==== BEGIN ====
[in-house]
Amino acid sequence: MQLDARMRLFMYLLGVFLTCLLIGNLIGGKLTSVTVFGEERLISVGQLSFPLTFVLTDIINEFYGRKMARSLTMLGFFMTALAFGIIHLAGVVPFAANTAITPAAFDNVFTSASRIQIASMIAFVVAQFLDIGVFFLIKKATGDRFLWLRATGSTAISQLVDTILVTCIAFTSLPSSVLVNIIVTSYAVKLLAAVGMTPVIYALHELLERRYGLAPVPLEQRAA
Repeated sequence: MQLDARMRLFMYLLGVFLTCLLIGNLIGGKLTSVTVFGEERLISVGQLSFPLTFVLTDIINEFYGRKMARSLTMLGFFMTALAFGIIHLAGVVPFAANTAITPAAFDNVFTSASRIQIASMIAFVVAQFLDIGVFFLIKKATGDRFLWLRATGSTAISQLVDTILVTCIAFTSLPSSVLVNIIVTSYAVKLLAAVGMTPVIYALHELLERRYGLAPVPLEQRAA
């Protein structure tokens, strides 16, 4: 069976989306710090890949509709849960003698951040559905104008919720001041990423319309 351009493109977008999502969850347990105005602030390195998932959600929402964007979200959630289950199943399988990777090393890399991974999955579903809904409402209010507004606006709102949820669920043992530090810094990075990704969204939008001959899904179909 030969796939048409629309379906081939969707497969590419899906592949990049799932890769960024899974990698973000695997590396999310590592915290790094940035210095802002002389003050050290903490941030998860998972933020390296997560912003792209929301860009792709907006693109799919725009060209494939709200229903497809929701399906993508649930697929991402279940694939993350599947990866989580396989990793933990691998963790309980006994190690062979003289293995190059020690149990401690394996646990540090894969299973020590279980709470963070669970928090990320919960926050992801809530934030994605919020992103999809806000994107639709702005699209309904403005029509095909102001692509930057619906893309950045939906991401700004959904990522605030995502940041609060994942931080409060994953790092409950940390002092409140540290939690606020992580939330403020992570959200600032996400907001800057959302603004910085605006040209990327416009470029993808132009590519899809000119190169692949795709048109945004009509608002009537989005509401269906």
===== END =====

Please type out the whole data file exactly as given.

[in-house]
Amino acid sequence: MQLDARMRLFMYLLGVFLTCLLIGNLIGGKLTSVTVFGEERLISVGQLSFPLTFVLTDIINEFYGRKMARSLTMLGFFMTALAFGIIHLAGVVPFAANTAITPAAFDNVFTSASRIQIASMIAFVVAQFLDIGVFFLIKKATGDRFLWLRATGSTAISQLVDTILVTCIAFTSLPSSVLVNIIVTSYAVKLLAAVGMTPVIYALHELLERRYGLAPVPLEQRAA
Repeated sequence: MQLDARMRLFMYLLGVFLTCLLIGNLIGGKLTSVTVFGEERLISVGQLSFPLTFVLTDIINEFYGRKMARSLTMLGFFMTALAFGIIHLAGVVPFAANTAITPAAFDNVFTSASRIQIASMIAFVVAQFLDIGVFFLIKKATGDRFLWLRATGSTAISQLVDTILVTCIAFTSLPSSVLVNIIVTSYAVKLLAAVGMTPVIYALHELLERRYGLAPVPLEQRAA
């Protein structure tokens, strides 16, 4: 069976989306710090890949509709849960003698951040559905104008919720001041990423319309 351009493109977008999502969850347990105005602030390195998932959600929402964007979200959630289950199943399988990777090393890399991974999955579903809904409402209010507004606006709102949820669920043992530090810094990075990704969204939008001959899904179909 030969796939048409629309379906081939969707497969590419899906592949990049799932890769960024899974990698973000695997590396999310590592915290790094940035210095802002002389003050050290903490941030998860998972933020390296997560912003792209929301860009792709907006693109799919725009060209494939709200229903497809929701399906993508649930697929991402279940694939993350599947990866989580396989990793933990691998963790309980006994190690062979003289293995190059020690149990401690394996646990540090894969299973020590279980709470963070669970928090990320919960926050992801809530934030994605919020992103999809806000994107639709702005699209309904403005029509095909102001692509930057619906893309950045939906991401700004959904990522605030995502940041609060994942931080409060994953790092409950940390002092409140540290939690606020992580939330403020992570959200600032996400907001800057959302603004910085605006040209990327416009470029993808132009590519899809000119190169692949795709048109945004009509608002009537989005509401269906």